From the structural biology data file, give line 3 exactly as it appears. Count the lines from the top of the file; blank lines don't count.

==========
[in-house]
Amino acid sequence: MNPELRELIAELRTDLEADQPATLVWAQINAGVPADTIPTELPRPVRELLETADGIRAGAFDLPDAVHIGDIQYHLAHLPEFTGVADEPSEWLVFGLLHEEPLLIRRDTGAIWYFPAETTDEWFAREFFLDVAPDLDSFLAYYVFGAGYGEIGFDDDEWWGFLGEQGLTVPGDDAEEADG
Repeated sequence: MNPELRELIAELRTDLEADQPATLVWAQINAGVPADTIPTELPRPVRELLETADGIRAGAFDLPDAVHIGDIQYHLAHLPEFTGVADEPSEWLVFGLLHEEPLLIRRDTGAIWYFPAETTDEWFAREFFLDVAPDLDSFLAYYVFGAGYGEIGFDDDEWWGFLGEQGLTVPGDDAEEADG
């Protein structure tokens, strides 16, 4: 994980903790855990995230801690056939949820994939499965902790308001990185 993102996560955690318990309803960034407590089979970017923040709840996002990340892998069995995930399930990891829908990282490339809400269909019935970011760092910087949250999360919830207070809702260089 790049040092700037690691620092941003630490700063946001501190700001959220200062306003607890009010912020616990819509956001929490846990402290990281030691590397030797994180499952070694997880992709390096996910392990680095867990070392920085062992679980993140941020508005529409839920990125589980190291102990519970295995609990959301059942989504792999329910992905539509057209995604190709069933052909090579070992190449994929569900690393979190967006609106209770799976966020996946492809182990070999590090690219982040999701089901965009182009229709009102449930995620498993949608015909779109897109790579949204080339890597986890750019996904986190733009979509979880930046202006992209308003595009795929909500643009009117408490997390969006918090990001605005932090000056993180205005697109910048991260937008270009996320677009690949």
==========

Repeated sequence: MNPELRELIAELRTDLEADQPATLVWAQINAGVPADTIPTELPRPVRELLETADGIRAGAFDLPDAVHIGDIQYHLAHLPEFTGVADEPSEWLVFGLLHEEPLLIRRDTGAIWYFPAETTDEWFAREFFLDVAPDLDSFLAYYVFGAGYGEIGFDDDEWWGFLGEQGLTVPGDDAEEADG